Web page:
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Fed Chairman Jerome Powell at a press conference in March. Photo: Eric Baradat/AFP via Getty Images

The Federal Reserve announced Thursday that it will support the coronavirus-hit economy with up to $2.3 trillion in loans to businesses, state and city governments — made possible in part by Treasury funds set aside in the government stimulus package.

Why it matters: It adds to the number of huge, unprecedented steps the Fed has taken during the coronavirus outbreak to blunt the effects of the resulting economic shutdown. Its actions to date are bigger than any seen during other crises in U.S. history.

The fresh Fed programs include financial support for:

  • Businesses: The Fed's Main Street Lending Program will allow for $600 billion in loans — provided through banks — to companies with as many as 10,000 workers but under $2.5 billion in revenue last year. The terms of these loans may not be as appealing as those offered under the Paycheck Protection Program (PPP) for smaller businesses (with under 500 workers), though smaller companies are still eligible. The program is expected to launch in coming weeks.
  • State and municipalities: A Fed facility will buy as much as $500 billion of short-term debt from certain states, cities and counties — a measure meant to shore up municipalities that are seeing revenues slide.

Of note: The Fed also announced a separate facility specifically for the banks handing out PPP loans to struggling mom-and-pop businesses — and it hinted that it might open up that facility to nontraditional lenders.

The Fed also broadened previously announced backstop programs to include riskier debt. The facilities are meant to support critical funding markets for big businesses that have taken a hit as a result of the coronavirus.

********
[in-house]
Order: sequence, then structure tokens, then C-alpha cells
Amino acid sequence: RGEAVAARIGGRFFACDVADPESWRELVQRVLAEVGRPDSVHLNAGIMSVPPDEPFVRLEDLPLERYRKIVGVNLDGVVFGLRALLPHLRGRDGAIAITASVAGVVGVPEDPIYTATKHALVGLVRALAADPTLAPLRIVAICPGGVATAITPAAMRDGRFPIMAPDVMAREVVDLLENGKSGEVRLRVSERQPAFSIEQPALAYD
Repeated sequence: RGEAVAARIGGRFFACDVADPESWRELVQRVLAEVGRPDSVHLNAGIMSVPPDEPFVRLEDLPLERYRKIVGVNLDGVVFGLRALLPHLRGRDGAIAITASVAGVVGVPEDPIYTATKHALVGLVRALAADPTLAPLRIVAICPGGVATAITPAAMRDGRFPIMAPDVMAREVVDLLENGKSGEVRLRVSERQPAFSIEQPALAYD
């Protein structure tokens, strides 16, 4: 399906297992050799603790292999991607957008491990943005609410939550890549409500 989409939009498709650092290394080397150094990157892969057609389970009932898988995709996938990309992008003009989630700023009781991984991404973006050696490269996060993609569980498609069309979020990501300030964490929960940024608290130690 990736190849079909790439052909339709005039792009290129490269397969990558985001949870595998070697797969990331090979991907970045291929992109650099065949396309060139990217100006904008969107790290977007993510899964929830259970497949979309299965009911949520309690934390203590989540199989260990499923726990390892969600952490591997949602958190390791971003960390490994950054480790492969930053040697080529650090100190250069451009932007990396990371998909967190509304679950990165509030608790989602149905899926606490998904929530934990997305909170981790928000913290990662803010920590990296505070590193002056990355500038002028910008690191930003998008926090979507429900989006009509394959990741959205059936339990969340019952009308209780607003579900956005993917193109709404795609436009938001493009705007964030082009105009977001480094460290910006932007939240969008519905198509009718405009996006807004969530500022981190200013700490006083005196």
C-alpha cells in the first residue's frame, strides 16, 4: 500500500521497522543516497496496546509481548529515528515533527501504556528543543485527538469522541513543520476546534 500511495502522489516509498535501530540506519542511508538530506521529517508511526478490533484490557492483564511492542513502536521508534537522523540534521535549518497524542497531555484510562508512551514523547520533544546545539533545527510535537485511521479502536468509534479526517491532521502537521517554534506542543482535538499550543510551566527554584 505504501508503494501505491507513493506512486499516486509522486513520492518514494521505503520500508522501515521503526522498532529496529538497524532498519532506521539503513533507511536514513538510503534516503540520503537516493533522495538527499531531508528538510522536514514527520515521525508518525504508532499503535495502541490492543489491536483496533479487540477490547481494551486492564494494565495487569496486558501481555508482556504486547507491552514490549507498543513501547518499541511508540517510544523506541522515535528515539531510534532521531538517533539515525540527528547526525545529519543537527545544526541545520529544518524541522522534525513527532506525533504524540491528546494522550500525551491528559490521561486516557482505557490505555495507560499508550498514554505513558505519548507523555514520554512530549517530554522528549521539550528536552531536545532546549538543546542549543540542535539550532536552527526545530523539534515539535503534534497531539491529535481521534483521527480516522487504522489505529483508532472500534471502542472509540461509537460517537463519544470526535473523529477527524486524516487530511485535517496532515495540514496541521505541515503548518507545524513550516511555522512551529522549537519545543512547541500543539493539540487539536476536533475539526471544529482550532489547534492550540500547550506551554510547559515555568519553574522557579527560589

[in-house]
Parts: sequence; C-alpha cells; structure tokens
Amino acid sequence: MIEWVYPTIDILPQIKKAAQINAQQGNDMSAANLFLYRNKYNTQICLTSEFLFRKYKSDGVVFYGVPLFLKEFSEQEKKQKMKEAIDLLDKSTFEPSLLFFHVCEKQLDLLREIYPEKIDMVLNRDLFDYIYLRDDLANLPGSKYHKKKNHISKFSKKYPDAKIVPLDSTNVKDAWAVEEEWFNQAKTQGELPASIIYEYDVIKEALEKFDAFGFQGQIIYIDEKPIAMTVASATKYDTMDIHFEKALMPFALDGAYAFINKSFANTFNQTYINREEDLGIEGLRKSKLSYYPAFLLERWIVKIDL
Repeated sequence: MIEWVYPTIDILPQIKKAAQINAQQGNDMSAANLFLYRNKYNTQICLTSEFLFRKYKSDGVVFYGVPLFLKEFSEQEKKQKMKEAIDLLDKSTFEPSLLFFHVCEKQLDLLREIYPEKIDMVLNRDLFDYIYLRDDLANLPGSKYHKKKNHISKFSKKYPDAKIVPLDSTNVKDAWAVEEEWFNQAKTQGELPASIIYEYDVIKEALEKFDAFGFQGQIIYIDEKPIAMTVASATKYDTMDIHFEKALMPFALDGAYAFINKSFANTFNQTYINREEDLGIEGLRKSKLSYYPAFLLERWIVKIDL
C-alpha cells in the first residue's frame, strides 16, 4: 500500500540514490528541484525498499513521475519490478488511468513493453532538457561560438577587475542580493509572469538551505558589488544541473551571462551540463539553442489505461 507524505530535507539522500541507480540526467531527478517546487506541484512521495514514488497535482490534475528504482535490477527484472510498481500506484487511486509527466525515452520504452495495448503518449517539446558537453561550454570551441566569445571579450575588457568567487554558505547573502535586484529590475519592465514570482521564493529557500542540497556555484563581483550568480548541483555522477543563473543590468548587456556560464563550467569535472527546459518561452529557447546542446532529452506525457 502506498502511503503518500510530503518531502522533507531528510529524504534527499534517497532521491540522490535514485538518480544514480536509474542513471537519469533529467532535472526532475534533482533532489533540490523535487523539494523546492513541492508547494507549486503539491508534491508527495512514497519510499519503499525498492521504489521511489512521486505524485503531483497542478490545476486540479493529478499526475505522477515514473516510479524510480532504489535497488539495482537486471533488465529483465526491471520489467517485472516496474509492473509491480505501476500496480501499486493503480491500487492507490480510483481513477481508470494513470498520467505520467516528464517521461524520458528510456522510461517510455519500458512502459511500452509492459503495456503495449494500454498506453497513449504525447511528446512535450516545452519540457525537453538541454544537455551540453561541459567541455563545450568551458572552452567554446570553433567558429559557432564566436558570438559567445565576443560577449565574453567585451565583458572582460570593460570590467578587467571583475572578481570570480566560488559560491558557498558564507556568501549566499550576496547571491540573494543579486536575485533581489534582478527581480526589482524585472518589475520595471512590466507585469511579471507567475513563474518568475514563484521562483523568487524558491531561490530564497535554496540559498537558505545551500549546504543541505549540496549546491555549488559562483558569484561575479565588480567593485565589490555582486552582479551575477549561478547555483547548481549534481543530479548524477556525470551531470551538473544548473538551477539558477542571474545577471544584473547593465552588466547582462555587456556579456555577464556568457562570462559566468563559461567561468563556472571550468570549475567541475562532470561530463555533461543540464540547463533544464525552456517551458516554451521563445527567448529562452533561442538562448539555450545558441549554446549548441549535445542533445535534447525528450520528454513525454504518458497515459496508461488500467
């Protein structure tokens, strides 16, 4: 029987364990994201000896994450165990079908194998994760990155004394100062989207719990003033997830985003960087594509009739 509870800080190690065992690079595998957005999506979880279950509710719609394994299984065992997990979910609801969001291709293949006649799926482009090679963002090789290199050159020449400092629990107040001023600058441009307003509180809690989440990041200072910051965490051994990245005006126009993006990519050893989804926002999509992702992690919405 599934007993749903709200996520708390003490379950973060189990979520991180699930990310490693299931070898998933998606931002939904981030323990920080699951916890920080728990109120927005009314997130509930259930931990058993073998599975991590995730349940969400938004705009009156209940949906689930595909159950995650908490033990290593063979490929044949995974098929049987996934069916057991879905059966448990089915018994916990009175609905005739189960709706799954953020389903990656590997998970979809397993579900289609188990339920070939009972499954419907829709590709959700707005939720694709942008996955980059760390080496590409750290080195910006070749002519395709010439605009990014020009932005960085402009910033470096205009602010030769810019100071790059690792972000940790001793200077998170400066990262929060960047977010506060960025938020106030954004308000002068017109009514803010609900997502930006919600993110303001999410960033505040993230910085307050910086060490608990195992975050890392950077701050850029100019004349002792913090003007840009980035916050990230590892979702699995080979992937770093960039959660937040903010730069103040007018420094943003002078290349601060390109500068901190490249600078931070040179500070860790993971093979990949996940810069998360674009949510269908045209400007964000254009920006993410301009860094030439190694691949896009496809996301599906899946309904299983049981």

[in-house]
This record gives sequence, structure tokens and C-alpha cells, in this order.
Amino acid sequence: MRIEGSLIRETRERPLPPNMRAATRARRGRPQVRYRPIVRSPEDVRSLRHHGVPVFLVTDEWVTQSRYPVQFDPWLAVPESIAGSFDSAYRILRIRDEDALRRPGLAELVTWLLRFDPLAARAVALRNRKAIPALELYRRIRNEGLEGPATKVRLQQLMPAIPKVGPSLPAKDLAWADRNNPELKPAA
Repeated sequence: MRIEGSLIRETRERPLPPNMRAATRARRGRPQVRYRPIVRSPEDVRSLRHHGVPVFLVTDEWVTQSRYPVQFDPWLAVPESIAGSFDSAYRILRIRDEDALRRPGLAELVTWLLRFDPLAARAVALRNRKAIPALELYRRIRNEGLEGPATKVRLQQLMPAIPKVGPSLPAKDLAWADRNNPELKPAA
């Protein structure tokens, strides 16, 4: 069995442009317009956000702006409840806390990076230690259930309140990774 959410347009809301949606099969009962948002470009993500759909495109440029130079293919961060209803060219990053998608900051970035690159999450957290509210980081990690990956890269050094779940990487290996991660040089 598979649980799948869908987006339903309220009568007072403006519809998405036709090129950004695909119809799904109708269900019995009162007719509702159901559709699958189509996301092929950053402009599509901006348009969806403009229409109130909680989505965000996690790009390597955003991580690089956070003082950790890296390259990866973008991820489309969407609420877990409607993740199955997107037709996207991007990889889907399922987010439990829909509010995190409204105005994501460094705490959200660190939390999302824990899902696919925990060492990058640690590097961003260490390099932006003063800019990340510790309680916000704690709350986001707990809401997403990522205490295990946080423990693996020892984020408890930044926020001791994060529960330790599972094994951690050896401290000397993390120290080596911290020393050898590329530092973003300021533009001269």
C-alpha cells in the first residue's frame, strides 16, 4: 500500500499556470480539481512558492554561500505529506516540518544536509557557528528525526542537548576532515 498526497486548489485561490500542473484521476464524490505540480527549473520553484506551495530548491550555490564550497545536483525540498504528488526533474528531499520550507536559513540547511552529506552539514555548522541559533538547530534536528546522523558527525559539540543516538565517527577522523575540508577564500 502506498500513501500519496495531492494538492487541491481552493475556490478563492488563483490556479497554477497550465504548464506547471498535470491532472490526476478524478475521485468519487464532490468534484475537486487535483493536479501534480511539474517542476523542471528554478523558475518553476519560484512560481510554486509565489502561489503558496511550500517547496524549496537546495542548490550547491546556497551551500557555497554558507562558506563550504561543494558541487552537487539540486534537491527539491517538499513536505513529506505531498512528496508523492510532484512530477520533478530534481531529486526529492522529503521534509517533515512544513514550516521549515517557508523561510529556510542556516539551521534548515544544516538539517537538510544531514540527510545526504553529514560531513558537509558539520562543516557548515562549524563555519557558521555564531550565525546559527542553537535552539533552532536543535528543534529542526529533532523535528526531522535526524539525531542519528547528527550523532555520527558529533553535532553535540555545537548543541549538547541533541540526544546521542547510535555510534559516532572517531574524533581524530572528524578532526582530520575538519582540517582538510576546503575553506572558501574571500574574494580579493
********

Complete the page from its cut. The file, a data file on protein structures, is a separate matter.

The backdrop: The slew of new Fed programs comes as economic conditions deteriorate at an unprecedented pace.

  • This morning, another 6.6 million Americans filed for unemployment benefits this week, adding to the whopping 10 million who have filed jobless claims in recent weeks.

Between the lines: The Fed is limited in its ability to provide direct relief — it leaves that to Congress — but it uses Treasury Department funds to support key markets, insuring against losses.

What they're saying: "Our actions today will help ensure that the eventual [economic] recovery is as vigorous as possible," Fed Chair Jerome Powell said in a press release.

  • Powell said in a webcast interview with the Brooking Institution's David Wessel on Thursday morning that it's time to talk about a plan for reopening the economy, so as to avoid a "false start."

Go deeper

Dion Rabouin, author of Markets
16 mins ago - Economy & Business

Stock buybacks are kicking back into high gear

Illustration: Aïda Amer/Axios

It was expected that with the economy improving and company balance sheets already loaded with cash, U.S. firms would slow down their debt issuance in 2021 after setting records in 2020. But just the opposite has happened.

Why it matters: Companies generally issue bonds for one of two reasons — because they're worried about not having enough cash to cover their expenses or because they want to lever up and make risky bets.

Ben Geman, author of Generate
1 hour ago - Energy & Environment

Japan vows deeper emissions cuts ahead of White House summit

Japanese Prime Minister Yoshihide Suga. Photo: Carl Court/Getty Images

Japan on Thursday said it will seek to cut greenhouse gas emissions by 46% below 2013 levels by 2030, per the AP and other outlets.

Why it matters: The country is the world's fifth-largest largest carbon dioxide emitter and a major consumer of coal, oil and natural gas.

2 hours ago - Technology

The global race to regulate AI

Illustration: Annelise Capossela/Axios

Regulators in Europe and Washington are racing to figure out how to govern business' use of artificial intelligence while companies push to deploy the technology.

Driving the news: On Wednesday, the EU revealed a detailed proposal on how AI should be regulated, banning some uses outright and defining which uses of AI are deemed "high-risk."